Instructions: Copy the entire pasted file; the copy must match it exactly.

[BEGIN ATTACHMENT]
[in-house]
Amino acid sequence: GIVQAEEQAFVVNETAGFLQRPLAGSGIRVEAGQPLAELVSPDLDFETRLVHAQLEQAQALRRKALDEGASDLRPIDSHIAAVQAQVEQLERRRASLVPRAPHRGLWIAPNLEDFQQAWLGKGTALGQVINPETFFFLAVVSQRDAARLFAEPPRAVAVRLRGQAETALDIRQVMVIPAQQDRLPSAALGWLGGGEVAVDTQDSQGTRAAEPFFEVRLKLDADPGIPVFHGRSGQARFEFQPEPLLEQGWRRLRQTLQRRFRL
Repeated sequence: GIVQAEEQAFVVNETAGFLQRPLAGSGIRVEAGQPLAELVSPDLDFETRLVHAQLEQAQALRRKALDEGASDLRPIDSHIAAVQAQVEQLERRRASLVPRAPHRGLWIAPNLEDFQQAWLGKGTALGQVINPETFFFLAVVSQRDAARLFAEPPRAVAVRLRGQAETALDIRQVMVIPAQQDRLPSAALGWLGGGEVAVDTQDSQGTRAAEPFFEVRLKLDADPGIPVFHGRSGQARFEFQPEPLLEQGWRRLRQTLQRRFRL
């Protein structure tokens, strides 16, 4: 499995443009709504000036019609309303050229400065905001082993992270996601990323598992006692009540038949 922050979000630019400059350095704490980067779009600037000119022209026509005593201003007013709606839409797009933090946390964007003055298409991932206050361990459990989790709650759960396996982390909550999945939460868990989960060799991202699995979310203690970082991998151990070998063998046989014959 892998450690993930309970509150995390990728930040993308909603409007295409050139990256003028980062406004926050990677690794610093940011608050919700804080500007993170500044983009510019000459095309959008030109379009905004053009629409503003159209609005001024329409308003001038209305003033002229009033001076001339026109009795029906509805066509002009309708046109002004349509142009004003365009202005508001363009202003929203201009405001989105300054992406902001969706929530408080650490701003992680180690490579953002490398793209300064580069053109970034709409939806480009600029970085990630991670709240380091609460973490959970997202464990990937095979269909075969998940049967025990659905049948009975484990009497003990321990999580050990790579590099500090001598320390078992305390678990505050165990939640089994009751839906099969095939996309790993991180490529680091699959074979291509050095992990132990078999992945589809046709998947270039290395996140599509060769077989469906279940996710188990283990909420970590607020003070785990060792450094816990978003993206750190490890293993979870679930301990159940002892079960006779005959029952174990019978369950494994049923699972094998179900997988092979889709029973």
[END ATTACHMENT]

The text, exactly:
[in-house]
Amino acid sequence: GIVQAEEQAFVVNETAGFLQRPLAGSGIRVEAGQPLAELVSPDLDFETRLVHAQLEQAQALRRKALDEGASDLRPIDSHIAAVQAQVEQLERRRASLVPRAPHRGLWIAPNLEDFQQAWLGKGTALGQVINPETFFFLAVVSQRDAARLFAEPPRAVAVRLRGQAETALDIRQVMVIPAQQDRLPSAALGWLGGGEVAVDTQDSQGTRAAEPFFEVRLKLDADPGIPVFHGRSGQARFEFQPEPLLEQGWRRLRQTLQRRFRL
Repeated sequence: GIVQAEEQAFVVNETAGFLQRPLAGSGIRVEAGQPLAELVSPDLDFETRLVHAQLEQAQALRRKALDEGASDLRPIDSHIAAVQAQVEQLERRRASLVPRAPHRGLWIAPNLEDFQQAWLGKGTALGQVINPETFFFLAVVSQRDAARLFAEPPRAVAVRLRGQAETALDIRQVMVIPAQQDRLPSAALGWLGGGEVAVDTQDSQGTRAAEPFFEVRLKLDADPGIPVFHGRSGQARFEFQPEPLLEQGWRRLRQTLQRRFRL
């Protein structure tokens, strides 16, 4: 499995443009709504000036019609309303050229400065905001082993992270996601990323598992006692009540038949 922050979000630019400059350095704490980067779009600037000119022209026509005593201003007013709606839409797009933090946390964007003055298409991932206050361990459990989790709650759960396996982390909550999945939460868990989960060799991202699995979310203690970082991998151990070998063998046989014959 892998450690993930309970509150995390990728930040993308909603409007295409050139990256003028980062406004926050990677690794610093940011608050919700804080500007993170500044983009510019000459095309959008030109379009905004053009629409503003159209609005001024329409308003001038209305003033002229009033001076001339026109009795029906509805066509002009309708046109002004349509142009004003365009202005508001363009202003929203201009405001989105300054992406902001969706929530408080650490701003992680180690490579953002490398793209300064580069053109970034709409939806480009600029970085990630991670709240380091609460973490959970997202464990990937095979269909075969998940049967025990659905049948009975484990009497003990321990999580050990790579590099500090001598320390078992305390678990505050165990939640089994009751839906099969095939996309790993991180490529680091699959074979291509050095992990132990078999992945589809046709998947270039290395996140599509060769077989469906279940996710188990283990909420970590607020003070785990060792450094816990978003993206750190490890293993979870679930301990159940002892079960006779005959029952174990019978369950494994049923699972094998179900997988092979889709029973």